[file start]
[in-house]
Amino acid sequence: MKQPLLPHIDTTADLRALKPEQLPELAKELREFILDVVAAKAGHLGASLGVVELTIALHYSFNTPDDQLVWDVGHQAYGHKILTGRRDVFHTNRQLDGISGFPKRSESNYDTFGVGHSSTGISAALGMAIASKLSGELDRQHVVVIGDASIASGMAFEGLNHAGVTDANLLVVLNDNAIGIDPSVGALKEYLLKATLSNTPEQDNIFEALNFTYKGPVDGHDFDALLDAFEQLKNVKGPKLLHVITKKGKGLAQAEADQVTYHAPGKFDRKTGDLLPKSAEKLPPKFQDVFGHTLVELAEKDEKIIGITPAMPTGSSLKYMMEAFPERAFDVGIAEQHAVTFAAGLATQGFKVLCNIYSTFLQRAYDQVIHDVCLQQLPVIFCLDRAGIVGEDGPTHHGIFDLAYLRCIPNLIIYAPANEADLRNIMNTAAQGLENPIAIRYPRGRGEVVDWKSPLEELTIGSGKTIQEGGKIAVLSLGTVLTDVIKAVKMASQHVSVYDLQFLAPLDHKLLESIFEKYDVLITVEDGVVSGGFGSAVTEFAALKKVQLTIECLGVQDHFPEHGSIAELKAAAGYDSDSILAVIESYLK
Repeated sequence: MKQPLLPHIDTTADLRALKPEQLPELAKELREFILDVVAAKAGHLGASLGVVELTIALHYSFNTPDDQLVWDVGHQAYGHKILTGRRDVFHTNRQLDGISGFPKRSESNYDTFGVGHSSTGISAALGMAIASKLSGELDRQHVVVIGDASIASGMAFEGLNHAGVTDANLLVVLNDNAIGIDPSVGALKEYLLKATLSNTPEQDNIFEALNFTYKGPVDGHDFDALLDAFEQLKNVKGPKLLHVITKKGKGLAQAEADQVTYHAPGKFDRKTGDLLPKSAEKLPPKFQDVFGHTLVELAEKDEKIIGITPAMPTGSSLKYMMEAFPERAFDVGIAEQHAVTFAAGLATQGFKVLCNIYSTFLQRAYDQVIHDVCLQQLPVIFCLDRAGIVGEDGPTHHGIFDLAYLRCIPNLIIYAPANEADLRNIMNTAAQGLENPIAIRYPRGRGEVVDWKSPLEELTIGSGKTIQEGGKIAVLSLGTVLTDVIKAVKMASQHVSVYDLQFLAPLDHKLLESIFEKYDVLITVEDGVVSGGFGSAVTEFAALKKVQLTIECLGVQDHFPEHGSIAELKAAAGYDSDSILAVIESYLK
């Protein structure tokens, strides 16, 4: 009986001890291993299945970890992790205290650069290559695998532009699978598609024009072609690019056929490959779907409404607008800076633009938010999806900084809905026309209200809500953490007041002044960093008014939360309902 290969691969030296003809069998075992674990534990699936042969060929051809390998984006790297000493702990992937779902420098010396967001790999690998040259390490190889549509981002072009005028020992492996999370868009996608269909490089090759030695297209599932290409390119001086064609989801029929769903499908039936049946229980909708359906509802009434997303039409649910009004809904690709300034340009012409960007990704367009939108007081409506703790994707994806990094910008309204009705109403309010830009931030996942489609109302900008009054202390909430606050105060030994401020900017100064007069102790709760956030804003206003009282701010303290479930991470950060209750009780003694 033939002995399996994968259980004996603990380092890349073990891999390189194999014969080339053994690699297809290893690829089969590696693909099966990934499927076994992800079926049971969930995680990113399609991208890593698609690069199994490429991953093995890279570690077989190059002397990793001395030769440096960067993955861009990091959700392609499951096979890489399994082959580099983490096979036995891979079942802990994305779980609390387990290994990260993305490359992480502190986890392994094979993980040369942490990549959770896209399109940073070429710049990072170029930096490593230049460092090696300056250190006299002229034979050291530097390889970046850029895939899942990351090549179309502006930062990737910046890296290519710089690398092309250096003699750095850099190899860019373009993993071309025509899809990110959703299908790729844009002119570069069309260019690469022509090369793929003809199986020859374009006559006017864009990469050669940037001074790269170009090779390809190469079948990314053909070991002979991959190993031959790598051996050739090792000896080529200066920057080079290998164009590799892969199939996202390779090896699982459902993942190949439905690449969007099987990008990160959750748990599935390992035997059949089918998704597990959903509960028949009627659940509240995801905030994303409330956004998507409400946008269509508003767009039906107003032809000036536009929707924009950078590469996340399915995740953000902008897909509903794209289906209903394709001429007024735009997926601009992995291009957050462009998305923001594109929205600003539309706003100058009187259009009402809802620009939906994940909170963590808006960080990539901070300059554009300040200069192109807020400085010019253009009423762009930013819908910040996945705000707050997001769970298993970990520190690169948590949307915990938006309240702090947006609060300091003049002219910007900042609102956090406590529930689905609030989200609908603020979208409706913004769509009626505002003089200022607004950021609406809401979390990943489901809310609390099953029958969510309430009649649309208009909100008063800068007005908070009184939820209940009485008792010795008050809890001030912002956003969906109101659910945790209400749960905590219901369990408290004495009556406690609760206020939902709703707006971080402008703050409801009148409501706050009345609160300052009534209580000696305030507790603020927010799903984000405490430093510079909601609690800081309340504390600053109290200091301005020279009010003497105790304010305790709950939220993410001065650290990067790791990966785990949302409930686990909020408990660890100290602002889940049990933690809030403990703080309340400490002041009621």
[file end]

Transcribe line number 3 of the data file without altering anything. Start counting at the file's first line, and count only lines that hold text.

Repeated sequence: MKQPLLPHIDTTADLRALKPEQLPELAKELREFILDVVAAKAGHLGASLGVVELTIALHYSFNTPDDQLVWDVGHQAYGHKILTGRRDVFHTNRQLDGISGFPKRSESNYDTFGVGHSSTGISAALGMAIASKLSGELDRQHVVVIGDASIASGMAFEGLNHAGVTDANLLVVLNDNAIGIDPSVGALKEYLLKATLSNTPEQDNIFEALNFTYKGPVDGHDFDALLDAFEQLKNVKGPKLLHVITKKGKGLAQAEADQVTYHAPGKFDRKTGDLLPKSAEKLPPKFQDVFGHTLVELAEKDEKIIGITPAMPTGSSLKYMMEAFPERAFDVGIAEQHAVTFAAGLATQGFKVLCNIYSTFLQRAYDQVIHDVCLQQLPVIFCLDRAGIVGEDGPTHHGIFDLAYLRCIPNLIIYAPANEADLRNIMNTAAQGLENPIAIRYPRGRGEVVDWKSPLEELTIGSGKTIQEGGKIAVLSLGTVLTDVIKAVKMASQHVSVYDLQFLAPLDHKLLESIFEKYDVLITVEDGVVSGGFGSAVTEFAALKKVQLTIECLGVQDHFPEHGSIAELKAAAGYDSDSILAVIESYLK